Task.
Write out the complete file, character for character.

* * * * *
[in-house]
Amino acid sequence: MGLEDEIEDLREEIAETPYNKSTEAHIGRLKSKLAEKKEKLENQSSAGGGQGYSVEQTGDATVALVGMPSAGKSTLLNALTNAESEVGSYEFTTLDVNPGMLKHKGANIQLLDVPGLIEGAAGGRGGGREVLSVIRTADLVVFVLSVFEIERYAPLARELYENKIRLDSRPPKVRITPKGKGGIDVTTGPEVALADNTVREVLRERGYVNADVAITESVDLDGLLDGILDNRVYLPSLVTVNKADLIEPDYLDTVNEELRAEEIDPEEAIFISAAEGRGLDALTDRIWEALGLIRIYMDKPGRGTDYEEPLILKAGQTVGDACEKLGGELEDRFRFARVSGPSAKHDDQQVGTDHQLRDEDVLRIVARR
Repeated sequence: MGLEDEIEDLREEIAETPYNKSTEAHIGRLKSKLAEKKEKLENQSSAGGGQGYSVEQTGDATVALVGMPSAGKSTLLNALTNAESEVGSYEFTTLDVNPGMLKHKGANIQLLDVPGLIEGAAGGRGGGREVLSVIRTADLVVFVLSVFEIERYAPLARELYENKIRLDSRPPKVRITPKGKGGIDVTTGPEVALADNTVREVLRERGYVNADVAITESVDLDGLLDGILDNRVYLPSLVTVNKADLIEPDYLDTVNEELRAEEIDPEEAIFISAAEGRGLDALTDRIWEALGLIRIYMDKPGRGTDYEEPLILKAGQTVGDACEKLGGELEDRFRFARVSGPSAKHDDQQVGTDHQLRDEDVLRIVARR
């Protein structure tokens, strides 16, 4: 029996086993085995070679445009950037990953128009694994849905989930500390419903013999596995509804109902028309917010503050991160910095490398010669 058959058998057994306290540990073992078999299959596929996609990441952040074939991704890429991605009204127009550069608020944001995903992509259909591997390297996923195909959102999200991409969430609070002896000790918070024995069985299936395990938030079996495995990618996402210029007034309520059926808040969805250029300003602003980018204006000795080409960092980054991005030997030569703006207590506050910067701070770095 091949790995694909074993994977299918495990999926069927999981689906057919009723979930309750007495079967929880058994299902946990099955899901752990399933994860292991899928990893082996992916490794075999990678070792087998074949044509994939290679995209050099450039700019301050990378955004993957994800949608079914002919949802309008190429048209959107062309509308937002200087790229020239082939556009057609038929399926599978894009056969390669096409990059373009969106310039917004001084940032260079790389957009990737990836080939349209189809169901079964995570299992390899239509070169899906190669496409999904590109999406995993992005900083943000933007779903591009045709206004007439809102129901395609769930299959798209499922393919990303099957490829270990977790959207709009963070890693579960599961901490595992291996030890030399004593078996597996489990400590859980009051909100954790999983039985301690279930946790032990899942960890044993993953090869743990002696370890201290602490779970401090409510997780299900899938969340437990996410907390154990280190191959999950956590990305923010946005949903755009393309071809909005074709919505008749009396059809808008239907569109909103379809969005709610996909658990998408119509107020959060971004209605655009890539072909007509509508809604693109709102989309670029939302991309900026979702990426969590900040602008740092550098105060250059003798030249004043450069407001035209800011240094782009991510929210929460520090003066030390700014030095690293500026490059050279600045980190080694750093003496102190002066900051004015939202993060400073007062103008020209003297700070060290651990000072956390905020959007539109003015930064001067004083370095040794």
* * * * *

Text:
[in-house]
Amino acid sequence: MGLEDEIEDLREEIAETPYNKSTEAHIGRLKSKLAEKKEKLENQSSAGGGQGYSVEQTGDATVALVGMPSAGKSTLLNALTNAESEVGSYEFTTLDVNPGMLKHKGANIQLLDVPGLIEGAAGGRGGGREVLSVIRTADLVVFVLSVFEIERYAPLARELYENKIRLDSRPPKVRITPKGKGGIDVTTGPEVALADNTVREVLRERGYVNADVAITESVDLDGLLDGILDNRVYLPSLVTVNKADLIEPDYLDTVNEELRAEEIDPEEAIFISAAEGRGLDALTDRIWEALGLIRIYMDKPGRGTDYEEPLILKAGQTVGDACEKLGGELEDRFRFARVSGPSAKHDDQQVGTDHQLRDEDVLRIVARR
Repeated sequence: MGLEDEIEDLREEIAETPYNKSTEAHIGRLKSKLAEKKEKLENQSSAGGGQGYSVEQTGDATVALVGMPSAGKSTLLNALTNAESEVGSYEFTTLDVNPGMLKHKGANIQLLDVPGLIEGAAGGRGGGREVLSVIRTADLVVFVLSVFEIERYAPLARELYENKIRLDSRPPKVRITPKGKGGIDVTTGPEVALADNTVREVLRERGYVNADVAITESVDLDGLLDGILDNRVYLPSLVTVNKADLIEPDYLDTVNEELRAEEIDPEEAIFISAAEGRGLDALTDRIWEALGLIRIYMDKPGRGTDYEEPLILKAGQTVGDACEKLGGELEDRFRFARVSGPSAKHDDQQVGTDHQLRDEDVLRIVARR
């Protein structure tokens, strides 16, 4: 029996086993085995070679445009950037990953128009694994849905989930500390419903013999596995509804109902028309917010503050991160910095490398010669 058959058998057994306290540990073992078999299959596929996609990441952040074939991704890429991605009204127009550069608020944001995903992509259909591997390297996923195909959102999200991409969430609070002896000790918070024995069985299936395990938030079996495995990618996402210029007034309520059926808040969805250029300003602003980018204006000795080409960092980054991005030997030569703006207590506050910067701070770095 091949790995694909074993994977299918495990999926069927999981689906057919009723979930309750007495079967929880058994299902946990099955899901752990399933994860292991899928990893082996992916490794075999990678070792087998074949044509994939290679995209050099450039700019301050990378955004993957994800949608079914002919949802309008190429048209959107062309509308937002200087790229020239082939556009057609038929399926599978894009056969390669096409990059373009969106310039917004001084940032260079790389957009990737990836080939349209189809169901079964995570299992390899239509070169899906190669496409999904590109999406995993992005900083943000933007779903591009045709206004007439809102129901395609769930299959798209499922393919990303099957490829270990977790959207709009963070890693579960599961901490595992291996030890030399004593078996597996489990400590859980009051909100954790999983039985301690279930946790032990899942960890044993993953090869743990002696370890201290602490779970401090409510997780299900899938969340437990996410907390154990280190191959999950956590990305923010946005949903755009393309071809909005074709919505008749009396059809808008239907569109909103379809969005709610996909658990998408119509107020959060971004209605655009890539072909007509509508809604693109709102989309670029939302991309900026979702990426969590900040602008740092550098105060250059003798030249004043450069407001035209800011240094782009991510929210929460520090003066030390700014030095690293500026490059050279600045980190080694750093003496102190002066900051004015939202993060400073007062103008020209003297700070060290651990000072956390905020959007539109003015930064001067004083370095040794």